Secondly, I work on the assumption that if God could speak through a donkey, work through a pagan king (Cyrus) and even use me, then of course he can use Rob Bell. I have a friend who was converted through the weirdest cult – does that mean that we endorse and promote the cult? I don't buy into the line that it doesn't matter if the 'theology is not perfect'. It's a bit like arguing that because everyone is sinful, sin does not matter. Besides, who is demanding 'perfect' theology? But can we not ask for 'good theology' – theology that actually fits with Gods revelation of himself? Can we be so dismissive of that which God has revealed?

Thirdly, there is the question of the negative effect that Bell's messages can sometimes have. Maybe I am concerned because I believe that Bell's teaching will alienate and create unbelievers? Like the atheist who told me that having been brought up as a Christian, Bell's teaching led him to question his faith and to graduate on to Dawkins, Hitchens et al.

For me is it not about style, Bells personality or even whether he is a good communicator. It is absolutely not about hating Rob Bell. It's about loving Jesus so much that we believe what he said, and we care when his words are distorted, twisted and abused.

5) It damages the Church -  'you are attacking a Christian brother and damaging the witness of the Church. You are partially responsible for the thousands who are leaving the church because of judgmental attitudes.' The argument usually goes that people like Rob Bell are 'prominent Jesus followers' so how dare you question their Christianity. The trouble is that the person who says that is already making a judgment, and it's one that I question. Can someone who denies the teaching and atonement of Jesus and has stopped attending his church, really be described as a 'Jesus' follower? Rob seems more suited to Oprah than Christ. Do I hate him? No. Do I like being dismissed as a Rob Bell hater just because I am opposed to his teaching? No. Do I weep that his teaching is poisoning the church? Yes.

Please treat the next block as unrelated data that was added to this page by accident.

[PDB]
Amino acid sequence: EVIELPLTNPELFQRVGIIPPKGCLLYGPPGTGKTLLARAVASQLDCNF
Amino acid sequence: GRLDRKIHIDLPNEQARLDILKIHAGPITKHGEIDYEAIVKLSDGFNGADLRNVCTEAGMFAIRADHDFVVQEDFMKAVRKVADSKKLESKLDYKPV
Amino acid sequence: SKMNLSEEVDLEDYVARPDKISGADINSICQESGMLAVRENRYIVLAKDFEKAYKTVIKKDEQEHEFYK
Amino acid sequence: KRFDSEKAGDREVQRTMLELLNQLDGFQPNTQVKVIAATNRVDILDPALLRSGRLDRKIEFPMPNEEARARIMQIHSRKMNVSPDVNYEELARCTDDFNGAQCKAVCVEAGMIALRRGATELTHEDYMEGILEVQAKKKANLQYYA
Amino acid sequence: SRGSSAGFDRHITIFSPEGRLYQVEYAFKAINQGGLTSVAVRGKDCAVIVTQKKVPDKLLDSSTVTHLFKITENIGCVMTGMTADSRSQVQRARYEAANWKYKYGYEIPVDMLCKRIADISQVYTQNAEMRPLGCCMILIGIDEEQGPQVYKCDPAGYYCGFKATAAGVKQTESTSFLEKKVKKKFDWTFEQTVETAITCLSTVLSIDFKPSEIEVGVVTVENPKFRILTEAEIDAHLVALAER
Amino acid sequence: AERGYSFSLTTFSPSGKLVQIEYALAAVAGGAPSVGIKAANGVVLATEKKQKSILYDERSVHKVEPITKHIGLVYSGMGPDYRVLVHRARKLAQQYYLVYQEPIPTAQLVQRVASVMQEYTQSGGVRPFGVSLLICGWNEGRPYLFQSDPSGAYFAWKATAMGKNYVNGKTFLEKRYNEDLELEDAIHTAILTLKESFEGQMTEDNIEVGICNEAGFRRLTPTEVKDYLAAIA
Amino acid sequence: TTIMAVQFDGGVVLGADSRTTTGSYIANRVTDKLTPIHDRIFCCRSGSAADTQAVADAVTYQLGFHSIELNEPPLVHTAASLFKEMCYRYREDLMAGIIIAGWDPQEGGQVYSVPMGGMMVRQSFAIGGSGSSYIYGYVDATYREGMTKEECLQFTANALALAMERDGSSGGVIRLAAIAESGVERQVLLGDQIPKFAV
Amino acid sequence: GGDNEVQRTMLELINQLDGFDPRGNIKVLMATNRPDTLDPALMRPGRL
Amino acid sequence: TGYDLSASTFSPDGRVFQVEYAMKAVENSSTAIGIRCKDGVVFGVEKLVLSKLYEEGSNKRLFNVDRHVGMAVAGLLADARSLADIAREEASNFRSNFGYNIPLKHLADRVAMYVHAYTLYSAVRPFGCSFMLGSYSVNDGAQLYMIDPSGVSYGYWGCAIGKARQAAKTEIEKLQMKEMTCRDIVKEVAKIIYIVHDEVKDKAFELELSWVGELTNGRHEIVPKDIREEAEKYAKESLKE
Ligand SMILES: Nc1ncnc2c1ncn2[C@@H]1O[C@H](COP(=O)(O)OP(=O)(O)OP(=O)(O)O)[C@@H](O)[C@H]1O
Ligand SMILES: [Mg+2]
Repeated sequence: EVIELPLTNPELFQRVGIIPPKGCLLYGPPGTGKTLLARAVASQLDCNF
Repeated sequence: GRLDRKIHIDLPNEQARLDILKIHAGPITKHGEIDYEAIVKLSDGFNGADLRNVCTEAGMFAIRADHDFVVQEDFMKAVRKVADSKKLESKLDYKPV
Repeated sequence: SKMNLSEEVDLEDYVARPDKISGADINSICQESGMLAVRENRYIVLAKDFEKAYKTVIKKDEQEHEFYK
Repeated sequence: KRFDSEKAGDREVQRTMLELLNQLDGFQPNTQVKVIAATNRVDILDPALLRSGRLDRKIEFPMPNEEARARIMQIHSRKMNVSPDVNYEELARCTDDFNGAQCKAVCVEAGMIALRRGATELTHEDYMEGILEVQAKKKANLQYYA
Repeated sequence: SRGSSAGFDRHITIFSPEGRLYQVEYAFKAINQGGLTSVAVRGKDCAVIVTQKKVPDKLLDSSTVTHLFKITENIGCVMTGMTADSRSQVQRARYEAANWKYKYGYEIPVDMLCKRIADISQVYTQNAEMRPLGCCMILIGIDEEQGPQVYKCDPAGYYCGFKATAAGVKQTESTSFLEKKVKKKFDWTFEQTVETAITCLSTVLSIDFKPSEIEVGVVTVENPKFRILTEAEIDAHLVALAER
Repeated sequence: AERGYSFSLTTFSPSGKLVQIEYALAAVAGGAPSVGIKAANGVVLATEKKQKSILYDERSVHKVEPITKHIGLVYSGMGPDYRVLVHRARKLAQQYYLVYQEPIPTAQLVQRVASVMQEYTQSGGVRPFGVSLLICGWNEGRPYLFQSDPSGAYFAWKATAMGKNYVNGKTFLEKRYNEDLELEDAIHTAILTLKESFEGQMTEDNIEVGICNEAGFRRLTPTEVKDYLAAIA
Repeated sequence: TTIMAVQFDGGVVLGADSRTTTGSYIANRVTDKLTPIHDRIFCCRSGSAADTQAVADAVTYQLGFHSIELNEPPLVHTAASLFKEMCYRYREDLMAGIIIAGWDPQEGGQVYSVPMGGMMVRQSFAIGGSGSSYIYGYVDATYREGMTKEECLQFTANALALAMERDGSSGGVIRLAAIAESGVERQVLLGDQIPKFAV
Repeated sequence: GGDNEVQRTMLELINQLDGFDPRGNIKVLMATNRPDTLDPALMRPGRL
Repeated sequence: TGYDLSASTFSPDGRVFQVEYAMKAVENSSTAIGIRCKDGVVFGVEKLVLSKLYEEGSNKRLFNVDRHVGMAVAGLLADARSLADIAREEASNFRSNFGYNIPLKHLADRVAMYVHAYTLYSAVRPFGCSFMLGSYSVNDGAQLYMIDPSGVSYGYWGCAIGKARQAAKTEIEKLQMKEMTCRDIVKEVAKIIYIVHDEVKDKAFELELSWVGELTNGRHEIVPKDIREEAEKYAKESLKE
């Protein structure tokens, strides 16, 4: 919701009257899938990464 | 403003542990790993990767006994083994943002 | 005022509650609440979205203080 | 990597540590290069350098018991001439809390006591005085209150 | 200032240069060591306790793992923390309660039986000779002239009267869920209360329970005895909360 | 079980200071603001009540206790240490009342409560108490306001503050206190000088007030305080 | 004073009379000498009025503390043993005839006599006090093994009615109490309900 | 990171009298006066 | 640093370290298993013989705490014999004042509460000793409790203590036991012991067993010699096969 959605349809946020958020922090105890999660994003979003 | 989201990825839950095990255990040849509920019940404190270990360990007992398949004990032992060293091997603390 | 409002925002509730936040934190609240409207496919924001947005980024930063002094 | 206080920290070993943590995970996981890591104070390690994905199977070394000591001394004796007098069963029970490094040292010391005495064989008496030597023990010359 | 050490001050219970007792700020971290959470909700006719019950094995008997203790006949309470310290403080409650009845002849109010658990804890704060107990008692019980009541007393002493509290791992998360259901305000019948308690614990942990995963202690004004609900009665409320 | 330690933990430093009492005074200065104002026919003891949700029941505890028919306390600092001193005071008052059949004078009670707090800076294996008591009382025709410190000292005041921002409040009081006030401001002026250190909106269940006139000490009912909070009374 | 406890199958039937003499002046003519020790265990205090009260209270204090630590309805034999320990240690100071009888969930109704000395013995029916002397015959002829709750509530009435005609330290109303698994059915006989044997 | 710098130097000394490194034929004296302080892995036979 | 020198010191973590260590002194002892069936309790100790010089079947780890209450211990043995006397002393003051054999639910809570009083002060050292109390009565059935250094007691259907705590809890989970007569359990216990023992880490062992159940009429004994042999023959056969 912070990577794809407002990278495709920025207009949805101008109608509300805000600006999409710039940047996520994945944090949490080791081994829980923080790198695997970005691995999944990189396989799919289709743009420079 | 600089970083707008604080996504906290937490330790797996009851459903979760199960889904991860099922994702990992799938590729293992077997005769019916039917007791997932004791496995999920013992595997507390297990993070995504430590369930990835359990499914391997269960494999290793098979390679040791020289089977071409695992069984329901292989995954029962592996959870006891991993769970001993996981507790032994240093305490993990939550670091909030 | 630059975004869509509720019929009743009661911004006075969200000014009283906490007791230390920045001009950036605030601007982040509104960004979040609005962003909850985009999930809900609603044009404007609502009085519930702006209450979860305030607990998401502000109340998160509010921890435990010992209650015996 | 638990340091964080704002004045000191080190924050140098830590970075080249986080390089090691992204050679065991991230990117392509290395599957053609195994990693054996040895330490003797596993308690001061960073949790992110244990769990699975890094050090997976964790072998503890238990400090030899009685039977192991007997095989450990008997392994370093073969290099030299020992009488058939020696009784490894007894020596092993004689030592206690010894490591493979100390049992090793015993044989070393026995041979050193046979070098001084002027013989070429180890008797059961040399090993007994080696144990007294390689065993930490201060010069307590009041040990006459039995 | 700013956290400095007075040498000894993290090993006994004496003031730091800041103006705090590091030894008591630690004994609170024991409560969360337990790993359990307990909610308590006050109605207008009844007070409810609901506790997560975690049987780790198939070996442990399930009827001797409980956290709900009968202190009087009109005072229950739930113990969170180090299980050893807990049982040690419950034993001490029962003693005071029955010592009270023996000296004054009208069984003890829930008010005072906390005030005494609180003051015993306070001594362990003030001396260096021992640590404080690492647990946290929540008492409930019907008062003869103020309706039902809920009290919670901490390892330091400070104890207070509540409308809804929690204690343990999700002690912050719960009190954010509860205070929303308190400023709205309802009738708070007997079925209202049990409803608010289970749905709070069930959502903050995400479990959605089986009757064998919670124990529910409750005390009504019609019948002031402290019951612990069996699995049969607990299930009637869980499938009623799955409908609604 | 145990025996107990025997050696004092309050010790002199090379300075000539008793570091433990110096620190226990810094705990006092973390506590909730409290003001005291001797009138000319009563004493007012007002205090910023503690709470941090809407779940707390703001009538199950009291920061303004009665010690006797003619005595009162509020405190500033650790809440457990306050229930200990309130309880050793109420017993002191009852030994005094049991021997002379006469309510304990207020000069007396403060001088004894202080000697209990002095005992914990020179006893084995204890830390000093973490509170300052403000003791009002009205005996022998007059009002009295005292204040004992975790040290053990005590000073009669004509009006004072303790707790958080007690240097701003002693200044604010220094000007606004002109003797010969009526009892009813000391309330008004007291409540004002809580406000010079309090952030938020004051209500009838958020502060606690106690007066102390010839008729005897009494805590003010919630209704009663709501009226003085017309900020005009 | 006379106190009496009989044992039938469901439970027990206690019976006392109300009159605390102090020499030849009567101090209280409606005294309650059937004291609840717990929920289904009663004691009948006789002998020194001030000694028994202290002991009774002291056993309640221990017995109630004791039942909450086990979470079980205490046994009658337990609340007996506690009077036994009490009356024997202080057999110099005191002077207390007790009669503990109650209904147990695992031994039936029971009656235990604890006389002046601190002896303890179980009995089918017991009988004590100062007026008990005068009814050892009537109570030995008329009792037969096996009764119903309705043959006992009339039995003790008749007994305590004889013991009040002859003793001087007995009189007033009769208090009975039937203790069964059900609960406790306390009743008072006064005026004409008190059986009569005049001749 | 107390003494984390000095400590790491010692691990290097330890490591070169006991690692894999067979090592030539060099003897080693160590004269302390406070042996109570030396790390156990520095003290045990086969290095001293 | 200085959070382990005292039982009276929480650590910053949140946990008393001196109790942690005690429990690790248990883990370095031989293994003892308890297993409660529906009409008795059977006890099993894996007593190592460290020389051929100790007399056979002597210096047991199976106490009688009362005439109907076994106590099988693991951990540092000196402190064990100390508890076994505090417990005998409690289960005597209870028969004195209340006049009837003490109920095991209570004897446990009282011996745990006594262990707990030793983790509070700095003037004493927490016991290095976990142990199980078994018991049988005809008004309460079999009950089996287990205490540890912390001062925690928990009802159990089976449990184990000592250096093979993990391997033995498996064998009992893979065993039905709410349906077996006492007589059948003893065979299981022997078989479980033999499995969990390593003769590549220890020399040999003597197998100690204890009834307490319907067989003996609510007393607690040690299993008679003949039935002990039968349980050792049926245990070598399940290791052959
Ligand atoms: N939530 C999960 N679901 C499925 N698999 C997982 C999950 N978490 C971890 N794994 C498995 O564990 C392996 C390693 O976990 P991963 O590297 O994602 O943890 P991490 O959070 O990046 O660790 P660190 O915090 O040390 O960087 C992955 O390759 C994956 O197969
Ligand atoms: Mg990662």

The question is not so much, who is Rob Bell, or even do we like him. The question is, what is the Gospel, and does Rob Bell teach it? Everything else is an irrelevant sideshow. In Acts 20, Paul tells the Ephesian elders that there would arise from their own number those who would distort the truth. He was so concerned about it that for three years, day and night, he never stopped warning them with tears. Should we be any less passionate for God's truth? Or have we really bought into the post-modern view of truth so aptly summed up by the Manic's ironic song, 'This is my Truth, tell me yours"?